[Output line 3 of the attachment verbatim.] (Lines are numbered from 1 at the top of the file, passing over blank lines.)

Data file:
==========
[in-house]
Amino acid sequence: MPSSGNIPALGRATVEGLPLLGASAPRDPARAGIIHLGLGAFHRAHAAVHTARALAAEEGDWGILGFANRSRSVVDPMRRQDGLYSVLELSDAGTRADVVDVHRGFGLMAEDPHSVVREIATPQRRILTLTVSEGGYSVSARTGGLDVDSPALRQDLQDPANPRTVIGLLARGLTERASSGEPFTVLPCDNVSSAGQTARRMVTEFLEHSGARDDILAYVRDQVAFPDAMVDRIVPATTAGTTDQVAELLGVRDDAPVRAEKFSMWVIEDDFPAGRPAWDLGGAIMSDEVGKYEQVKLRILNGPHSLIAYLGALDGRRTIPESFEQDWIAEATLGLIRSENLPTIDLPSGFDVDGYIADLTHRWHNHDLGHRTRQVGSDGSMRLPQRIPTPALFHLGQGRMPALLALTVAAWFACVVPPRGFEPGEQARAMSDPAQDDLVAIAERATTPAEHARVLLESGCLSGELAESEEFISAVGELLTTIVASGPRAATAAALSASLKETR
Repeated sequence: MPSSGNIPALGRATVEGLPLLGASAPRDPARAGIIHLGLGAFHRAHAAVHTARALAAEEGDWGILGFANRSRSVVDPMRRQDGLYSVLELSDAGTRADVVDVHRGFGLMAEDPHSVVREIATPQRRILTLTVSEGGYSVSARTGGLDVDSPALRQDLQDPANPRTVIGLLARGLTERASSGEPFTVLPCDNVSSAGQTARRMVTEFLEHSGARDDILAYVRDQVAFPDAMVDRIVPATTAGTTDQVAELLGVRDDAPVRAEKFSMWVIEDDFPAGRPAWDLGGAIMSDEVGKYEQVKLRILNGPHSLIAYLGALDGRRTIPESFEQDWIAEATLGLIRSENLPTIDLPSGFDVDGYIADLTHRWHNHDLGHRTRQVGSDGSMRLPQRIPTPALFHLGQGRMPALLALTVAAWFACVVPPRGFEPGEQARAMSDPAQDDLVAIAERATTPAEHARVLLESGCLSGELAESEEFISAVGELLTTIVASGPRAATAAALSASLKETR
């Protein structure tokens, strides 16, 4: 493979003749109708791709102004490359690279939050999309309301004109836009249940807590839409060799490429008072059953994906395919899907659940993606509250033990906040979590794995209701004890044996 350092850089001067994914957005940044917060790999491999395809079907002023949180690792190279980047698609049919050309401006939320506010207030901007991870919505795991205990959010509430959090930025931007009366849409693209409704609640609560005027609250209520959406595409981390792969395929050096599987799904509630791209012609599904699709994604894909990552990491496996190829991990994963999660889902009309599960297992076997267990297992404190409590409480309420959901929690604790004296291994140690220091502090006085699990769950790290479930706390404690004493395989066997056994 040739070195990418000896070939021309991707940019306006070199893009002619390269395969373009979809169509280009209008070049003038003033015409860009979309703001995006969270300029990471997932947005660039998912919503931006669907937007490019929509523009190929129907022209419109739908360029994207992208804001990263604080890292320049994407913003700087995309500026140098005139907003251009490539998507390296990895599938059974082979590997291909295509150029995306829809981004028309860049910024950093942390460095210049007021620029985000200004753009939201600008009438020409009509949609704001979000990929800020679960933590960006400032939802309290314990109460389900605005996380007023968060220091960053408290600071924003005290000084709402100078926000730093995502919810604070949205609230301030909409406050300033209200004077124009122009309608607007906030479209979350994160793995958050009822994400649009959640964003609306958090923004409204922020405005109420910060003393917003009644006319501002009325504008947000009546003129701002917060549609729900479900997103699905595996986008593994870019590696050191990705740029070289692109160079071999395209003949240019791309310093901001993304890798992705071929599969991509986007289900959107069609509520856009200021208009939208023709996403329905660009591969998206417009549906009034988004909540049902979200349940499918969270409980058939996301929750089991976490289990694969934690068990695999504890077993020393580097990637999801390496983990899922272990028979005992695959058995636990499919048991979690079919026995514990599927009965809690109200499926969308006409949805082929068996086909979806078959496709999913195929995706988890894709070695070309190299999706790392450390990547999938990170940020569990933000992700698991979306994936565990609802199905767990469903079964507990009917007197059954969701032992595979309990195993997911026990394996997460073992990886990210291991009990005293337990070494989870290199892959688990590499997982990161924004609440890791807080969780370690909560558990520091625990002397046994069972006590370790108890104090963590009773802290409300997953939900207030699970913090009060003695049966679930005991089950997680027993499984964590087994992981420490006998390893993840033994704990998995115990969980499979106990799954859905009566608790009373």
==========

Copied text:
Repeated sequence: MPSSGNIPALGRATVEGLPLLGASAPRDPARAGIIHLGLGAFHRAHAAVHTARALAAEEGDWGILGFANRSRSVVDPMRRQDGLYSVLELSDAGTRADVVDVHRGFGLMAEDPHSVVREIATPQRRILTLTVSEGGYSVSARTGGLDVDSPALRQDLQDPANPRTVIGLLARGLTERASSGEPFTVLPCDNVSSAGQTARRMVTEFLEHSGARDDILAYVRDQVAFPDAMVDRIVPATTAGTTDQVAELLGVRDDAPVRAEKFSMWVIEDDFPAGRPAWDLGGAIMSDEVGKYEQVKLRILNGPHSLIAYLGALDGRRTIPESFEQDWIAEATLGLIRSENLPTIDLPSGFDVDGYIADLTHRWHNHDLGHRTRQVGSDGSMRLPQRIPTPALFHLGQGRMPALLALTVAAWFACVVPPRGFEPGEQARAMSDPAQDDLVAIAERATTPAEHARVLLESGCLSGELAESEEFISAVGELLTTIVASGPRAATAAALSASLKETR